What are the Penalties for Attempted Crimes?

Posted By Stephen G. Rodriguez & Partners ||

Many people are surprised to learn that even if a crime has not been completed, the very act of attempting to commit a crime is, in itself, a crime according to state and federal law. What does it mean to attempt a crime? An attempt is defined not only as intending to commit a crime, but also taking steps toward completing it, even if those steps proved ineffective. Because the potential to cause serious malfeasance existed, people who attempt to commit crimes that never came to fruition are still seen as criminals in the eyes of the law.

The seriousness of the crime will dictate the amount of punishment a person is likely to receive. Typically, a person will be sentenced to one-half of the sentence that they would have received had the crime actually been completed, with some exceptions:

  • Premeditated murder attempts are punished by a sentence of life in prison with the possibility of parole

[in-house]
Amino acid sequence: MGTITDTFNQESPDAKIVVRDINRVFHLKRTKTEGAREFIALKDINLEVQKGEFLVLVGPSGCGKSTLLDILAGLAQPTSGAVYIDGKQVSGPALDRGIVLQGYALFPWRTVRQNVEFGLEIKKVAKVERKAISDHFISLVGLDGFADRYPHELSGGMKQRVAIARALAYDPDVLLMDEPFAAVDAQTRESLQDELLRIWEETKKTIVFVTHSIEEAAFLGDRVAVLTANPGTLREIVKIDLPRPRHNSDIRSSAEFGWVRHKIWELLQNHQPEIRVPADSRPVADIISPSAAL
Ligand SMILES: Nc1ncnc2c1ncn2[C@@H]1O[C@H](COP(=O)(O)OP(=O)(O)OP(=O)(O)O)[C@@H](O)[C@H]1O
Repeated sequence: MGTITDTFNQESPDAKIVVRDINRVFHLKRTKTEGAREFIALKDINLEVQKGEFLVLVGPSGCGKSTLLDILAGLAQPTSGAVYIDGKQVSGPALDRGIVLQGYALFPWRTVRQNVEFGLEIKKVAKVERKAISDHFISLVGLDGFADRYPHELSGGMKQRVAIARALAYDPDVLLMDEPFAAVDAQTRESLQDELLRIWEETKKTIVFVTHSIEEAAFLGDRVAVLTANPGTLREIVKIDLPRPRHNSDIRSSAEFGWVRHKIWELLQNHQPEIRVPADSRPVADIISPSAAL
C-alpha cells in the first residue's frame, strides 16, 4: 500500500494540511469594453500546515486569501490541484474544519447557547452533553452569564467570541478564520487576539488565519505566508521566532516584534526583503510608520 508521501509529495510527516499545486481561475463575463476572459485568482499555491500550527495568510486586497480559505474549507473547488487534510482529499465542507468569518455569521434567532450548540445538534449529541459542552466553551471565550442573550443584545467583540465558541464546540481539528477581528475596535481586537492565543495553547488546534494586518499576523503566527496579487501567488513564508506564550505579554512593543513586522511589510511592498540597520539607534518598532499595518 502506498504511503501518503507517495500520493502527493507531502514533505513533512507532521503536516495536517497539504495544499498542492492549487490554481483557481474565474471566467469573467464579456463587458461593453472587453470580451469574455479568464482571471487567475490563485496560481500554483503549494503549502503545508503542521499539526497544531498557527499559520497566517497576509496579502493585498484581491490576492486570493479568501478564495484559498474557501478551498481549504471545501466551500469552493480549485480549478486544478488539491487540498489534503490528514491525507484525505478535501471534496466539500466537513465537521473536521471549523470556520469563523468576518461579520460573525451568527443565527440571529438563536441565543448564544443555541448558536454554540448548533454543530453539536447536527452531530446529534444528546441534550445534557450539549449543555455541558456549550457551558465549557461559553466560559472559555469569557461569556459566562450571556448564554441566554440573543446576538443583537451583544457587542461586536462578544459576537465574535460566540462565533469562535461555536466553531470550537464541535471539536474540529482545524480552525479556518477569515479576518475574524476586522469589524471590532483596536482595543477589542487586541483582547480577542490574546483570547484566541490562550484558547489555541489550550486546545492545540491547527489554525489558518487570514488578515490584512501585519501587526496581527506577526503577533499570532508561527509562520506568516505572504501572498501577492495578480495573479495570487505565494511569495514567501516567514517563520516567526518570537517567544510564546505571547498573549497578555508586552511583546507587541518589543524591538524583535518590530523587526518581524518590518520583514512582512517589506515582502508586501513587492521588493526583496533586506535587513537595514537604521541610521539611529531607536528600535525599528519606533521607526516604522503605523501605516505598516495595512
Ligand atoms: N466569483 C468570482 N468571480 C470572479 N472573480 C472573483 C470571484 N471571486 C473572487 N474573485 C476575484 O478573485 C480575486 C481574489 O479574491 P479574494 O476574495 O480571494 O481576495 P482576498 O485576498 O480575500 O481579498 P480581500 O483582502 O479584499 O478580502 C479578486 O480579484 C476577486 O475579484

• A person can be sentenced to five, seven, or nine years imprisonment for crimes with a maximum sentence of life in prison

If you have found yourself in this situation, you should know that you have a right to a legal defense. When you choose to work with an experienced Los Angeles criminal defense attorney from our firm, you may be able to avoid penalties through a number of possible defensive strategies. Speak with an attorney at Stephen G. Rodriguez & Partners to learn more about what defenses may be possible in your case.

A criminal conviction, whether for theft crimes, murder, drug trafficking, or any other type of infraction, could have enormous repercussions on your future. If you are being accused of a crime that you did not actually carry out, Stephen G. Rodriguez & Partners stands ready to assist you. We encourage you assert your right to quality legal counsel by getting in touch with our firm today.

Click here to request your free consultation.

Blog Home